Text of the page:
Song For A Red Nightgown

No. Not really red, but the color of a rose when it bleeds. It's a lost flamingo, called somewhere Schiaparelli Pink but not meaning pink, but blood and those candy store cinnamon hearts. It moves like capes in the unflawed villages in Spain. Meaning a fire layer and underneath, like a petal, a sheath of pink, clean as a stone.

So I mean a nightgown of two colors and of two layers that float from the shoulders across every zone. For years the moth has longed for them but these colors are bounded by silence and animals, half hidden but browsing. One could think of feathers and not know it at all. One could think of whores and not imagine the way of a swan. One could imagine the cloth of a bee and touch its hair and come close.

The bed is ravaged by such sweet sights. The girl is. The girl drifts up out of her nightgown and its color. Her wings are fastened onto her shoulders like bandages. The butterfly owns her now. It covers her and her wounds. She is not terrified of begonias or telegrams but surely this nightgown girl, this awesome flyer, has not seen how the moon floats through hei and in between.


Today is the day they shipped home our summer in two crates and tonight is All Hallows Eve and today you tell me the oak leaves outside your office window will outlast the New England winter. But then, love is where our summer was.

Though I never touched a rifle, love was under the canvas, deep in the bush of Tanzania.

Though I only carried a camera, love came after the gun, after the kill, after the martinis and the eating of the kill.

While Saedi, a former cannibal, served from the left in his white gown and red fez,

I vomited behind the dining tent.

Love where the hyena laughed in the middle of nowhere except the equator. Love!

Yet today our dog is full of our dead dog's spirit and limps on three legs, holding up the dead dog's paw. Though the house is full of candy bars the wasted ghost of my parents is poking the keyhole, rubbing the bedpost. Also the ghost of your father, who was killed outright. Tonight we will argue and shout, "My loss is greater than yours! My pain is more valuable!"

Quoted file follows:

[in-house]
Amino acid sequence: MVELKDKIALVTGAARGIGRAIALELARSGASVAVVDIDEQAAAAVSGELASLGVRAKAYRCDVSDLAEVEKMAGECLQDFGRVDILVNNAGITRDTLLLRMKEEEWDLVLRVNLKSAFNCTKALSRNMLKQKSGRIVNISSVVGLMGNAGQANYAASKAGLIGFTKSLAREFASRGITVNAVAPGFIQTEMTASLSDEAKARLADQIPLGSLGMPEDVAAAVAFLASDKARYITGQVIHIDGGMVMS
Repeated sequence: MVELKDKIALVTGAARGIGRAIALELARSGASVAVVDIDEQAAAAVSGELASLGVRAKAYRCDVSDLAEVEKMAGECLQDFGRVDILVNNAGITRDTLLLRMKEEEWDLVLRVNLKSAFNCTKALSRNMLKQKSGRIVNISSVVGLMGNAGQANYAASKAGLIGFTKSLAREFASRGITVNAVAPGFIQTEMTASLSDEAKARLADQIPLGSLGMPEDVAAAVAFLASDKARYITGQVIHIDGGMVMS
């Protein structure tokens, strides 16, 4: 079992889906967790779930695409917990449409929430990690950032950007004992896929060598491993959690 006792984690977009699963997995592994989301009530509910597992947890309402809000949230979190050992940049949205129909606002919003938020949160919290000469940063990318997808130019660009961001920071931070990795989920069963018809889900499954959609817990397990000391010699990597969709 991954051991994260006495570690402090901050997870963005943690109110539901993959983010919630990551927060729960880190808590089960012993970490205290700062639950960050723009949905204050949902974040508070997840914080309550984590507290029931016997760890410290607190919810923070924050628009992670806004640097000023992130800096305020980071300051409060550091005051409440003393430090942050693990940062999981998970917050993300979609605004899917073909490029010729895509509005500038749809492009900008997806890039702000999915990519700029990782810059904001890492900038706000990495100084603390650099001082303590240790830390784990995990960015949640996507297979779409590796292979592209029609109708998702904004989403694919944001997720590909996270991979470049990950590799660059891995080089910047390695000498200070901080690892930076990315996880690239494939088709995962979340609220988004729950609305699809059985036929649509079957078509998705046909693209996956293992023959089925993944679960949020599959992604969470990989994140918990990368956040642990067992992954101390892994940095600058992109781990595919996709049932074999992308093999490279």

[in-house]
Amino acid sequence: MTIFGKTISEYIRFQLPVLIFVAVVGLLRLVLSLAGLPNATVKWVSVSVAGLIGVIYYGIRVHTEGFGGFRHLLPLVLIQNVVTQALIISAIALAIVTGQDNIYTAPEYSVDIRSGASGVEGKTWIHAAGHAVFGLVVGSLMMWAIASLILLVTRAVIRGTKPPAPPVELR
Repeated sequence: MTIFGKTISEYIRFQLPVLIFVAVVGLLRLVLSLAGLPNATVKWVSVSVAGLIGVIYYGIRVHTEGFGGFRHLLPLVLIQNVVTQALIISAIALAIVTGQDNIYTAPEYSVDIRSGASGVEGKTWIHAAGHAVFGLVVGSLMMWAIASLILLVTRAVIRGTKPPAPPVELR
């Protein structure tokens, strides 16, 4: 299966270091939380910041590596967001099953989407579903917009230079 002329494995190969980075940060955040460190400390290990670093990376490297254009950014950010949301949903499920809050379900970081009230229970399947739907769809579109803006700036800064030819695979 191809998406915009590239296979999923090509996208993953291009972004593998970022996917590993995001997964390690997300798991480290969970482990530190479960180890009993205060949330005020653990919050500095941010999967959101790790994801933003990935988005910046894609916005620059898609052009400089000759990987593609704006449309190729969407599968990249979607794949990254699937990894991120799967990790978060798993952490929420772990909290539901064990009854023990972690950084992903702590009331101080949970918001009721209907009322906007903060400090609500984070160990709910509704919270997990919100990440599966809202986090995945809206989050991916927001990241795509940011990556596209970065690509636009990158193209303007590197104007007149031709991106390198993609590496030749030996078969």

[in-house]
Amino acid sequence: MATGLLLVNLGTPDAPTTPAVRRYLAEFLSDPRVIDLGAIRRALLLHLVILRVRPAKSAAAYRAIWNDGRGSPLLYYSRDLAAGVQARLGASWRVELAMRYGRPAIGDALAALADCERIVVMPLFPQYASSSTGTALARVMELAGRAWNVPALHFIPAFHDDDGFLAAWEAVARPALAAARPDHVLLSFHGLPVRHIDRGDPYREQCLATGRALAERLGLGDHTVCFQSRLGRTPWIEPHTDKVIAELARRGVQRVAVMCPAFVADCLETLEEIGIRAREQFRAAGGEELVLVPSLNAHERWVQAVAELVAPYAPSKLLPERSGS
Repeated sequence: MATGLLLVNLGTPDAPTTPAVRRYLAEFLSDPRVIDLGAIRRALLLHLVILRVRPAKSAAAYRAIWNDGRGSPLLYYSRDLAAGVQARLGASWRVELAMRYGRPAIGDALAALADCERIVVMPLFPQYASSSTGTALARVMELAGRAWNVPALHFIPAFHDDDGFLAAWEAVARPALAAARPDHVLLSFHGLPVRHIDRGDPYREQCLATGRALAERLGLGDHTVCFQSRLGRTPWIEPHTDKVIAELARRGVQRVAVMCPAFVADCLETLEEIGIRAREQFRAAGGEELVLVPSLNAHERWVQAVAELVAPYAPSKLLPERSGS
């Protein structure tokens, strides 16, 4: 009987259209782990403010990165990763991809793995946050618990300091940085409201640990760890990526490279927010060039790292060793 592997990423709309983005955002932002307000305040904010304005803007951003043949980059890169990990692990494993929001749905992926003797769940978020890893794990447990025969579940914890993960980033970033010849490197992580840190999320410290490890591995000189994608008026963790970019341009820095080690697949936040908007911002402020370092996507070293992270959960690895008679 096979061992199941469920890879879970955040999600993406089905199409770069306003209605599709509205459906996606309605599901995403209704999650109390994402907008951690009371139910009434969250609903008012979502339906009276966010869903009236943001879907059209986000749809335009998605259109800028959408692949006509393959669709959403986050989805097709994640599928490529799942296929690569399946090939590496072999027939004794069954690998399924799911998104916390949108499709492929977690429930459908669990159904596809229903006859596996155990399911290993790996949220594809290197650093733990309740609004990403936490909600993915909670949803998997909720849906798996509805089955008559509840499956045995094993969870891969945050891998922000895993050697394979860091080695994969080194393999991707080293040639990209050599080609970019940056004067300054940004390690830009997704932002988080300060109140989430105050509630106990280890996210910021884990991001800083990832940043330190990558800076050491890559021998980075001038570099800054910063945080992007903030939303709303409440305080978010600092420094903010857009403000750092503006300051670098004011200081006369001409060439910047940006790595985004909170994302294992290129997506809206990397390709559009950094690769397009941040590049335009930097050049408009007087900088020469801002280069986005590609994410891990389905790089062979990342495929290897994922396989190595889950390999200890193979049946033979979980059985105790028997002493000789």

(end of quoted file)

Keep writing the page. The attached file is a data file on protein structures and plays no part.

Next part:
Today they shipped home our summer in two crates wrapped in brown waxed paper and sewn in burlap. The first crate holds our personal effects, sweaty jackets, 3 lb. boots from the hold of the S.S. MORMACRIO by way of Mombassa, Dar es Salaam, Tanga, Lourence Marques and Zanzibar, through customs along with the other merchandise: ash blonde sisal like horse's tails, and hairy strings, bales of grease wool from the auctions at Cape Town and something else. BonesI

Bones piled up like coal, animal bones shaped like golf balls, school pencils, fingers and noses. Oh my Nazi, with your S.S. sky-blue eye — I am no different from Emily Goering. Emily Goering recently said she thought the concentration camps were for the re-education of Jews and Communists. She thought! So far the continents stay on the map but there is always a new method.

The other crate we own is dead. Bones and skins from Hold # 1 going to New York for curing and mounting. We have not touched these skulls since a Friday in Arusha where skulls lay humbly beside the Land Rover, flies still sucking on eye pits, all in a row, head by head, beside the ivory that cost more than your life. The wildebeest skull, the eland skull, the Grant's skull, the Thomson's skull, the impala skull and the hartebeest skull, on and on to New York along with the skins of zebras and leopards.

And tonight our skins, our bones, that have survived our fathers, will meet, delicate in the hold, fastened together in an intricate lock. Then one of us will shout, "My need is more desperate!" and I will eat you slowly with kisses even though the killer in you has gotten out.

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